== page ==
Not long after that, I joined our tri club and was consumed by the adventure side of things.  I did run one marathon, but the majority of my races since then have been off-road events.  Between the tougher terrain and so many new types of distraction from running, my average paces have rarely looked similar to the 9:03 pace at that first half.  Still, I've wondered if I could improve on that time, and when some friends decided to sign up for the MO' Cowbell, I decided to find out what I could do with solid training and three years' more experience.

Of course, the solid training didn't happen, but last Saturday's long run gave me hope that the half wouldn't be as disastrous as I'd feared.  Based on my ability to maintain a 11:46 pace over 12 miles of trails, I figured that 2:15 was a pretty likely finishing time, and given my recent lack of training I'd have been satisfied with that.  To be perfectly honest, I thought another sub-2 finish was an outside possibility but highly unlikely.

Packet pickup Friday was super smooth, and I finally scored the salted caramel GU I've been hearing so much about and picked up a foam roller.  The race shirt offered a woman's cut; it's cute and unlike most running shirts is actually long enough for me.  Unfortunately, it's white and see through.

I refused to post this on Facebook but I'm putting it on my blog.  I'm not sure what that says.  Anyway, I realize I won't be wearing it over an orange print dress, but still...
  Yeah, yeah, I got my bib for the MO Cowbell half, but the bigger news is I finally found @guenergylabs salted caramel!!MO Cowbell!

Jeff, Jacob, and I spent Saturday morning at Take a Kid Mountain Biking day (more on that later in the week) and then spent the afternoon at Six Flags.  Walking around an amusement park wasn't my first choice of what to do the day before a race, but I feel like I've barely seen my family lately. Besides, it's a little hypocritical to worry about walking around screwing up a race that I didn't bother to train well for anyway.  Luckily for me, the weather turned a little nasty, so we ended up getting home around 7:30 and I was in bed by 10.

Getting up at 4:30 sucks no matter when you go to bed, but since I had everything ready all I had to do was braid my hair and get dressed.  I still was slow getting out of the house, but the parking lot had lots of empty spaces when I got there at 6.  In a funny coincidence, I ended up parking right next to my sometimes-teammate Adam and his girlfriend Michelle.  After enjoying our warm cars for a little longer, we headed over towards the start (and the bathrooms).

At 54 degrees, it was chilly standing around but great running weather.  I was glad to be wearing a throw-away sweatshirt over my tank top.  Adam and I took the requisite Team Virtus "where's everybody else" picture and then settled on our spots in the corrals.

"We're running a half marathon...where's everybody else?"
Actually, my friend Mickey took the picture on his way through the corral.  He was pacing a friend of his to a sub-2 finish, and I'd considered lining up with them to see how things went.  In the end, I decided to start further back, figuring that not being able to keep up might mess with my head more than running on my own.  My plan was to run a comfortably fast pace and see how things went, and since fast for me is around 9 min miles, I lined up towards the back of that corral.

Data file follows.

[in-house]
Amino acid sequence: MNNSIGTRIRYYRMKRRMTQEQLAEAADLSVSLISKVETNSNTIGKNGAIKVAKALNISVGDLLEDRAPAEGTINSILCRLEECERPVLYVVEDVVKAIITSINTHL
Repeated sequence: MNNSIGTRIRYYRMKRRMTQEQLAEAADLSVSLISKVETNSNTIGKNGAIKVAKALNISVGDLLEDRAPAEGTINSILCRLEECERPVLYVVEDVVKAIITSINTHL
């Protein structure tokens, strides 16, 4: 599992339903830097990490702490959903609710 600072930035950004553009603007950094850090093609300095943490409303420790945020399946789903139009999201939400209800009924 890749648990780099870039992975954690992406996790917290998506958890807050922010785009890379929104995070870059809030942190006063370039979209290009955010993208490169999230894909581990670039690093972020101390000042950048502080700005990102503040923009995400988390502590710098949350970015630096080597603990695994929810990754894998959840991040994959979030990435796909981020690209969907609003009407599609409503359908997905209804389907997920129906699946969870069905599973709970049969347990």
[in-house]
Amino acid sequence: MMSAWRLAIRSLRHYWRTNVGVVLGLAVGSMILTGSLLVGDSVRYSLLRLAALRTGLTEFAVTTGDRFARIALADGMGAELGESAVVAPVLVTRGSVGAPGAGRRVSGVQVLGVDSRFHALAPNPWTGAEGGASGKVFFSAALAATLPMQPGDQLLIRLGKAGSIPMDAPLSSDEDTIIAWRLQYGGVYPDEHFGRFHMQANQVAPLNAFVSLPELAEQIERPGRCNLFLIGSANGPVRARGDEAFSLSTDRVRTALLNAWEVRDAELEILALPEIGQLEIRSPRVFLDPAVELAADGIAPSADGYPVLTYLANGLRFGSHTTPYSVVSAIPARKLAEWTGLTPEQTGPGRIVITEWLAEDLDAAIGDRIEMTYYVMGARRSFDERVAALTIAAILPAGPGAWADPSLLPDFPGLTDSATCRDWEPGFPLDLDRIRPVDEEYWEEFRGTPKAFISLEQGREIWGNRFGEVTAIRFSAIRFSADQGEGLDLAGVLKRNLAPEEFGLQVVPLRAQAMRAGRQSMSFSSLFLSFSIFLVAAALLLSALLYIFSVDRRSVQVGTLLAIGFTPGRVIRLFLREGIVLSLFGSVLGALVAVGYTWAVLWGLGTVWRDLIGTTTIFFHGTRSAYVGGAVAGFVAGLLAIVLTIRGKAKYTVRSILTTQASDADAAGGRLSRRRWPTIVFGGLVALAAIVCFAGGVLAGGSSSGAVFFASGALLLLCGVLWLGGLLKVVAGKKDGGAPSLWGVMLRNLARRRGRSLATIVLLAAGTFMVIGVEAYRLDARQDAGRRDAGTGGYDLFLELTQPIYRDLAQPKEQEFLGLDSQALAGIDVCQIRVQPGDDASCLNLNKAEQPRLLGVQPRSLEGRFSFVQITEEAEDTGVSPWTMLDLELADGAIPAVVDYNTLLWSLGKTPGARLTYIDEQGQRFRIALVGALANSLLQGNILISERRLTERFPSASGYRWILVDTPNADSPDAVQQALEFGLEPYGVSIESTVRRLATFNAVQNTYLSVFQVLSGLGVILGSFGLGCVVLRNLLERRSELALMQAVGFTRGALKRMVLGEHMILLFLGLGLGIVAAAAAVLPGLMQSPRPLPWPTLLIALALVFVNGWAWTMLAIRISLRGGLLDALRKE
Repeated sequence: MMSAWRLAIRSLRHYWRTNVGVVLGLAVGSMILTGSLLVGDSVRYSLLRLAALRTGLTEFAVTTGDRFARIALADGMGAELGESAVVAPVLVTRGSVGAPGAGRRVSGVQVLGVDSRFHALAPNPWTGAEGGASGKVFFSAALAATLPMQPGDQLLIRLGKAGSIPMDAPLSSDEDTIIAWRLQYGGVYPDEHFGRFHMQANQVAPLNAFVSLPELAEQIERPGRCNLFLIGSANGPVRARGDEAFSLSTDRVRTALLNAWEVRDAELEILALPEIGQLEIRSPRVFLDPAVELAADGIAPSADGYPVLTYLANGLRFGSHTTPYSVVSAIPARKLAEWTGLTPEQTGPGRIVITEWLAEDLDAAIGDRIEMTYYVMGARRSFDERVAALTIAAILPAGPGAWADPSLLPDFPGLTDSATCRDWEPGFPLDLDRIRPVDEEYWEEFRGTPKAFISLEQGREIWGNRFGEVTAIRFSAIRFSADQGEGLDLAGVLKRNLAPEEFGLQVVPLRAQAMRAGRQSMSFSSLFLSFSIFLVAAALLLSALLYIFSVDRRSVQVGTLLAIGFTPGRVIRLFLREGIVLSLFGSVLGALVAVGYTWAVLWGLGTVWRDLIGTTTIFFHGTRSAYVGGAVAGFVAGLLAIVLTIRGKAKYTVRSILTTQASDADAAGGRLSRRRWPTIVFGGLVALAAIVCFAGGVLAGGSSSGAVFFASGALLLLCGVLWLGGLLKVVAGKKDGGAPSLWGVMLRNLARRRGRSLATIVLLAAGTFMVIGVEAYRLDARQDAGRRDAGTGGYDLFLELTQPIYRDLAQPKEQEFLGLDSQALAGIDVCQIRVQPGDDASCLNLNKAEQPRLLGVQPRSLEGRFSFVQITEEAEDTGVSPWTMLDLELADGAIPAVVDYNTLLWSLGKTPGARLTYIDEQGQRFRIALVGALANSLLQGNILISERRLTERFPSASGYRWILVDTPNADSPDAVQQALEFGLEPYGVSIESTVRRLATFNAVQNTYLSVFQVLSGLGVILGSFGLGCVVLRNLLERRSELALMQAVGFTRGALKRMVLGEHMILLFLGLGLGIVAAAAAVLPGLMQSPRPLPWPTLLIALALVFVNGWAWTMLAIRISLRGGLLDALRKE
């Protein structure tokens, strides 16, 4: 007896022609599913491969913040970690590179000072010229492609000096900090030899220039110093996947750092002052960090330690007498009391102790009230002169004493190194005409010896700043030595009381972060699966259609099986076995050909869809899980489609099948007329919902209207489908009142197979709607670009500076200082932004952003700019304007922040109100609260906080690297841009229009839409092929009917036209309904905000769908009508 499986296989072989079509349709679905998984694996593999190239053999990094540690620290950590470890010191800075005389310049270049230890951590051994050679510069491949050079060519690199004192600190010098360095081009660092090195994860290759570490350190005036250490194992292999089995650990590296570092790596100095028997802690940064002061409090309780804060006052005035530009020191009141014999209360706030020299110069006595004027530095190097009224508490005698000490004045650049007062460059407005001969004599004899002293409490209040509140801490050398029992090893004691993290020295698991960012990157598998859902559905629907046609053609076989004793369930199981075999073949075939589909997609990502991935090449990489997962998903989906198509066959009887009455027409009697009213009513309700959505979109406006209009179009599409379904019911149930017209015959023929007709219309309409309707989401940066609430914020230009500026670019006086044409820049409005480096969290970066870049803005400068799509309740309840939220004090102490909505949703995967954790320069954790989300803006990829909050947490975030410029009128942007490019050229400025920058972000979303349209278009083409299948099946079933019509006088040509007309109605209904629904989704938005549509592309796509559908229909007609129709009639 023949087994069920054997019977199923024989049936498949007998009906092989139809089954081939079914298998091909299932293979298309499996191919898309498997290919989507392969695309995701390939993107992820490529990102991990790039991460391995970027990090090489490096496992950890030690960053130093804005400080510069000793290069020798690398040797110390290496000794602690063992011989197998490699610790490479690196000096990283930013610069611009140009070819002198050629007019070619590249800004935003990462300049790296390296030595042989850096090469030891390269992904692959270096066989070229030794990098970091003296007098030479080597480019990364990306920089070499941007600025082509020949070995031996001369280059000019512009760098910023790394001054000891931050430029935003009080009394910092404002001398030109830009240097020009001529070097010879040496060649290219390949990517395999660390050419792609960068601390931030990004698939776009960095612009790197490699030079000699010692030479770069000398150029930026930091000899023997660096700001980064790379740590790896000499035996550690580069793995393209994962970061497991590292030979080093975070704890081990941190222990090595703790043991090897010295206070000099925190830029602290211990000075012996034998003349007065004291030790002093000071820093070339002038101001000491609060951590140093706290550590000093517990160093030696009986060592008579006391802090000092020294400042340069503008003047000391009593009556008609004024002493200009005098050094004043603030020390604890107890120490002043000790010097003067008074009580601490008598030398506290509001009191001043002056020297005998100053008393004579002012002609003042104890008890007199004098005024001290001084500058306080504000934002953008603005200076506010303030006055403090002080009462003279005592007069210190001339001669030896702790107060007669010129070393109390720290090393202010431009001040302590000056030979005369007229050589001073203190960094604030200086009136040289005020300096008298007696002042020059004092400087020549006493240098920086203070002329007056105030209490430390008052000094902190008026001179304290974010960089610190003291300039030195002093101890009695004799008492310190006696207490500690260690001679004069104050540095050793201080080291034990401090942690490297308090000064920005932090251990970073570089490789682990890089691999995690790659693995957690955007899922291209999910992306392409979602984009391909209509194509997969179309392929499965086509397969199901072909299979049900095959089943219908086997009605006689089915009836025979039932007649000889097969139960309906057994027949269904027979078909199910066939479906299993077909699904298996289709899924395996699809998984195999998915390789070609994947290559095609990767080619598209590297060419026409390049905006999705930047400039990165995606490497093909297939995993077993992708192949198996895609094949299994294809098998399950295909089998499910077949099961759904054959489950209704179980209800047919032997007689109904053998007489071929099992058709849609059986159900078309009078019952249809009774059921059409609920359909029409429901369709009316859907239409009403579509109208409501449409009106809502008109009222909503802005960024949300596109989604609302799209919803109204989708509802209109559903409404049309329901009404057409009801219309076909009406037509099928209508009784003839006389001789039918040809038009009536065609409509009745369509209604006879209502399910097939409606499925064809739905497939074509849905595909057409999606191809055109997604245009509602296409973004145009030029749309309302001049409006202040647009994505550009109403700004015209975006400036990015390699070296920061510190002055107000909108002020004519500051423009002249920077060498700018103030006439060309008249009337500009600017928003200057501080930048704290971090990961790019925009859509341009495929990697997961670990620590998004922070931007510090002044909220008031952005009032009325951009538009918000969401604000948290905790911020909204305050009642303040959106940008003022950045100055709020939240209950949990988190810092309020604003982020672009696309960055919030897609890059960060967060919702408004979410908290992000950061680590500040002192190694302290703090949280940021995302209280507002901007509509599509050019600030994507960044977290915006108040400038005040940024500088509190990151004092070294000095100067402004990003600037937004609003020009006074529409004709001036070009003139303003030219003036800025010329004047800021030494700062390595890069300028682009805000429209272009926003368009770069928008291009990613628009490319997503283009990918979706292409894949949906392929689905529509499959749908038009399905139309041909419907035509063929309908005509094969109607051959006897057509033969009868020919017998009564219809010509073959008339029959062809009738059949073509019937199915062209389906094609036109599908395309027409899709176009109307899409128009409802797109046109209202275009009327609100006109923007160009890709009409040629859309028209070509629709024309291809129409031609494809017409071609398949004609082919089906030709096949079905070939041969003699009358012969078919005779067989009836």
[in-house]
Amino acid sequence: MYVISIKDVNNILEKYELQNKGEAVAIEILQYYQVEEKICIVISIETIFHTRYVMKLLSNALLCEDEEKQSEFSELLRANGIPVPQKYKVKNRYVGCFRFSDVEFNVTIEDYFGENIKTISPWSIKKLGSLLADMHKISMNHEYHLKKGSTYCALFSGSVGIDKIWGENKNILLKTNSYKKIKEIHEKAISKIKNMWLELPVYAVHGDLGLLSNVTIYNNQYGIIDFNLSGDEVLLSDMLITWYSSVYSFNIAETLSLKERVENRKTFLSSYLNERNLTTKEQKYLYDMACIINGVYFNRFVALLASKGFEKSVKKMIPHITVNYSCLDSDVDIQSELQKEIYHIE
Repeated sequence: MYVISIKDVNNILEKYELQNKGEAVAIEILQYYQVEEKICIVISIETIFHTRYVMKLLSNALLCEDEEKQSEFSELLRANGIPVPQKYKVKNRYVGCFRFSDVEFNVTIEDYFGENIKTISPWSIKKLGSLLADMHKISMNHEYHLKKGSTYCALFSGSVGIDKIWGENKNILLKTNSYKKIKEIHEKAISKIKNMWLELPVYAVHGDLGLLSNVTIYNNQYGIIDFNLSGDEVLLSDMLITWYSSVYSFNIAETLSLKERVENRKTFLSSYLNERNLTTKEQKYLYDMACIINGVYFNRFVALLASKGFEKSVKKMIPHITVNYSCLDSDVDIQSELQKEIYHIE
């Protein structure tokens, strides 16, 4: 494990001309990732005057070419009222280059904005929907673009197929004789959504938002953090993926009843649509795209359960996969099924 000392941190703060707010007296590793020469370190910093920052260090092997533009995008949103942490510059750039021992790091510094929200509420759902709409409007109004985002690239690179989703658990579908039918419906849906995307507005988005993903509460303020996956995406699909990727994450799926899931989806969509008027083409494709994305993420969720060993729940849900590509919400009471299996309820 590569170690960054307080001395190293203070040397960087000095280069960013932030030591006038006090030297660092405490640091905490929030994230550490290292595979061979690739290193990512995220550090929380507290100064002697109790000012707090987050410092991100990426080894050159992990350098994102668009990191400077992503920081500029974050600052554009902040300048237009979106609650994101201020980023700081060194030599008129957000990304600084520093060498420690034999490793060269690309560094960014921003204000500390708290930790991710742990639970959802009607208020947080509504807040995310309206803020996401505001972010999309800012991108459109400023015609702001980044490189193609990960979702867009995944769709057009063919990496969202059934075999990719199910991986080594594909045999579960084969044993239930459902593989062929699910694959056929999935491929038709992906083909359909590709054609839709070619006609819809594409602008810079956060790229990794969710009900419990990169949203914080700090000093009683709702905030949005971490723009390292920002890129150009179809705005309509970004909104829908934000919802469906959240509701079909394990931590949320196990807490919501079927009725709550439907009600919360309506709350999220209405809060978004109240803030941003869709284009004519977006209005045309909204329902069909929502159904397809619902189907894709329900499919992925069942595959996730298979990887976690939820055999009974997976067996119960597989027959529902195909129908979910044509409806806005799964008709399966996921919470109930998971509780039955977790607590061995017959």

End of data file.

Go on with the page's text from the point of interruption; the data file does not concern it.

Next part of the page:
Looking at the start line.
I wasn't nervous, but I was wondering what the heck made me think this was a good idea.  I got to visit for a minute before the start with my friend Bill, who was running the 5K, and then I stood trying to find an effective windblock while I shivered without my sweatshirt.  These skinny runner guys don't provide much protection from the wind.

The race started right on time, and it took me a little over a minute to get to the start line.  In retrospect, I probably should have put myself further up in the corral because once we got going I definitely had to do some weaving to get past slower people.  Still, my first mile chimed in at a very comfortable 9 min/mi, and the next six miles were all under that.  Barely under that, but the strong first half was giving me hope that maybe sub-2 was attainable.  Every time I looked at my Garmin (all too often), I was doing the math, and by mile 7 I'd banked about a 30 second cushion.

Some things were starting to work against me by this point, though.  First, I always carry a water bottle.  Always.  Even if I'm running 2 miles, I carry a water bottle.  I like to be able to drink when I want to.  Today I only brought one water bottle, filled with Spark, and when it was empty I threw it away instead of looking for somewhere to refill it.  No big deal...there were plenty of water stops on the route.  And there were, but they weren't super evenly spaced, leaving me to go longer than I wanted without water and, often as not, spilling it all over myself as I tried to drink from the cup while running.

The bigger problem was fuel.  I'd misread the website and thought that there were two stations with GU.  Of course, I hadn't read it that carefully because I had my brand new, super delicious salted caramel GU and could eat it whenever I wanted.  Except that it was in my car.  Breakfast, at 5:15, had been coffee and a packet of almonds, and then I'd eaten half of a cranberry muffin when I got to the race.  By mile 6 I was starting to seriously worry about bonking and had to keep reminding myself I was running strong and doing well.  I tend to get really negative with myself, but today I did a good job of keeping my self-talk positive and encouraging.